IT WAS a meeting of like-minded souls.
Independent senator for South Australia Nick Xenophon made his first trip to Tamworth yesterday to catch up with parliamentary colleague, newly-elected federal member for New England Barnaby Joyce.
The two held meetings all day with parliamentary staffers present to discuss many issues pertinent to Mr Joyce’s new appointment as Agriculture Minister within the Abbott government.
In a pavement interview, Mr Joyce was pulling no punches in his slamming of supermarket giants Coles and Woolworths, who he said had far too much control of the Australian grocery industry, at 80 per cent market share.
He also fielded questions about his alleged rorting of taxpayer funds to pay for part of an overseas trip to India to attend a wedding and also to attend a mate’s wedding in Australia.
Senator Xenophon said he and Mr Joyce would discuss agricultural matters such as water, farmers getting a raw deal with exports and labour laws.
He said he was looking forward to talking with Mr Joyce, who he said he’d worked well with on matters such as food-labelling laws when Mr Joyce was a former senator representing Queensland.
“I worked very well with Barnaby while he was in opposition and I expect that to continue,” Senator Xenophon said.
“I think he’s an outstanding choice for agriculture minister.”
On Mr Joyce’s alleged rorting of taxpayer funds, he said people needed to look at the bigger picture – the rules on taxpayer-funded trips were “ambiguous” and they needed a shake-up.
“I think the public wants this fixed up but the rules are ambiguous,” Senator Xenophon said.
“I don’t think it’s fair that individuals are being hung out to dry.”
Mr Joyce was even more blunt, slamming the “insinuation” by the media of mining magnate Gina Rinehart’s role in his trip to Malaysia and India, even going so far as to defend political donations, too.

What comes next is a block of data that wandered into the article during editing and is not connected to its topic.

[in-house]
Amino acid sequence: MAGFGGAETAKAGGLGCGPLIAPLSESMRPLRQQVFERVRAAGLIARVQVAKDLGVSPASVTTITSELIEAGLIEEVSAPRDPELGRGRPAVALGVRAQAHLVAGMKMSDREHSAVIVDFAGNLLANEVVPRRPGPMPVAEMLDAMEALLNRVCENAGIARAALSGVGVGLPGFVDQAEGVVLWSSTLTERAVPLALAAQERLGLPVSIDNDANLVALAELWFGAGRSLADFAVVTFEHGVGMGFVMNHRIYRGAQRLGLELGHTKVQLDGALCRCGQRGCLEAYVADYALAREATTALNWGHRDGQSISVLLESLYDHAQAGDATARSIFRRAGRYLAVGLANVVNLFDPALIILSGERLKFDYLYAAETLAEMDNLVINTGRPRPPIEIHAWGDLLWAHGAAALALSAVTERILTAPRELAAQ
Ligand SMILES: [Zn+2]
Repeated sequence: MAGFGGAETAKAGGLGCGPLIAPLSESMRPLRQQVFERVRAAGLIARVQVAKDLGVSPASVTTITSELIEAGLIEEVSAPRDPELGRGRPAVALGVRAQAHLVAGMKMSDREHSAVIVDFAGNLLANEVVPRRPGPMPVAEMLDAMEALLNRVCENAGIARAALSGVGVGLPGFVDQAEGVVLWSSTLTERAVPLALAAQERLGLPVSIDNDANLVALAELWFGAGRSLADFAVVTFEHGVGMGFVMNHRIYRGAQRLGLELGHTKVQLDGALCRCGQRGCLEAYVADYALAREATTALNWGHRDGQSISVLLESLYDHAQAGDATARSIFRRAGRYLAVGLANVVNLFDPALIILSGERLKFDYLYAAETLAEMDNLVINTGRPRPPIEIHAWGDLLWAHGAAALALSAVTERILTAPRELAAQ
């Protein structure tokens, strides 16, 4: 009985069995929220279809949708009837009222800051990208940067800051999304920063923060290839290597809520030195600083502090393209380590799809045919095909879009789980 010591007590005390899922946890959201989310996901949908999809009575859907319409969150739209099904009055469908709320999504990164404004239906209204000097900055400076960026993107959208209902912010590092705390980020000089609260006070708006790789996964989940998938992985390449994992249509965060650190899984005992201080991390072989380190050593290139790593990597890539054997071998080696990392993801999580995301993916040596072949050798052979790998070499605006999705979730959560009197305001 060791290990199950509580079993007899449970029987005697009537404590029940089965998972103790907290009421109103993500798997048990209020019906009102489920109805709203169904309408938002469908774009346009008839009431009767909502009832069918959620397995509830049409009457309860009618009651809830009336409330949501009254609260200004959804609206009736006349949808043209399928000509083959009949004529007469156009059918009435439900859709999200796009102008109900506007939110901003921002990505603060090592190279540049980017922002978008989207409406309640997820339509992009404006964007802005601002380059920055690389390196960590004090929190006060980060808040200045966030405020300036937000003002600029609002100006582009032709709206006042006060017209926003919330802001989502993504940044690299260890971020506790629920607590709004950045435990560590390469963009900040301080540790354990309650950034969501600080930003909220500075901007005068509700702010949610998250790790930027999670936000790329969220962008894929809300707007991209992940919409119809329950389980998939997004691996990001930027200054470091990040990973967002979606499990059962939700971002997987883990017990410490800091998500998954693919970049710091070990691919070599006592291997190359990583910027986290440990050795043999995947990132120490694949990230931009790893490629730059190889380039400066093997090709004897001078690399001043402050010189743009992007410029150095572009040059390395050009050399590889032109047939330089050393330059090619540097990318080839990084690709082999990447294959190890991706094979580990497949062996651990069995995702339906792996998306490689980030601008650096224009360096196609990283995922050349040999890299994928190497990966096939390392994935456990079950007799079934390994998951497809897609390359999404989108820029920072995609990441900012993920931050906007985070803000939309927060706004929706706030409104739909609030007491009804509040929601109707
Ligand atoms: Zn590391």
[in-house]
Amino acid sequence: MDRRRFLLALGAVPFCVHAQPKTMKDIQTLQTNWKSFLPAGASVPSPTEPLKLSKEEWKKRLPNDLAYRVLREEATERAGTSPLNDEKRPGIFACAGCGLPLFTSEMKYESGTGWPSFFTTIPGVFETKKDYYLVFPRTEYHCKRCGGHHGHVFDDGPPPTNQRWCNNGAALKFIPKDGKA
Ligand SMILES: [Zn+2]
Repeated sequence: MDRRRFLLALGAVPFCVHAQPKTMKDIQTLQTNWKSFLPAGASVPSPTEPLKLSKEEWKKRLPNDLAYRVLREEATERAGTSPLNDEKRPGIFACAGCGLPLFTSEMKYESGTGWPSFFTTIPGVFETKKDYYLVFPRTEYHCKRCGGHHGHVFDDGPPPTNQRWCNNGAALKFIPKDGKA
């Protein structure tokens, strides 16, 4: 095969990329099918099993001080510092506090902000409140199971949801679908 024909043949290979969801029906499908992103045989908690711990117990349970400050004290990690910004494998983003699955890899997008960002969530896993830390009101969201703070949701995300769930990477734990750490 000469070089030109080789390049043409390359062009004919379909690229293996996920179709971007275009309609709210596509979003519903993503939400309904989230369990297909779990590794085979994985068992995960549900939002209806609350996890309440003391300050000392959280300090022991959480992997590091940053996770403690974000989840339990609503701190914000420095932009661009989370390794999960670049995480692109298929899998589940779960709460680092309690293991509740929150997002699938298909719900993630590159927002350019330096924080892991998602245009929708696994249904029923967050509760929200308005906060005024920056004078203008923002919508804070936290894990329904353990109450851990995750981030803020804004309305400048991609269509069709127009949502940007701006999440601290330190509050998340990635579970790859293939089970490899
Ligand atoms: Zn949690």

“Any donations made to me get declared and any donations made to the National Party get declared,” he said.
The two men were also set to discuss food-labelling laws.
“If we don’t get it through government we’re not getting anywhere; Nick is an absolute crucial player in that,” Mr Joyce said.
He attacked Coles’ and Woolworths’ stranglehold on the grocery industry.
“The major supermarkets have a greater say on agricultural policy than the government does,” Mr Joyce said.
“We have this incredible concentration of supermarket power ... there’s no other country in the world where two supermarkets own so much of the market.”
He said in the United Kingdom, up to six companies were in the grocery market and in the United States, “the top four control 40 per cent of the market”.
Mr Joyce said he was appalled at Woolworths’ decision to phase out the sale of caged eggs by 2018 and said that within hours of the conglomerate making its announcement last Friday, he’d arranged to have a meeting in Canberra soon with the company.
* NEXT Monday’s Country Leader will detail the caged-eggs story in more detail.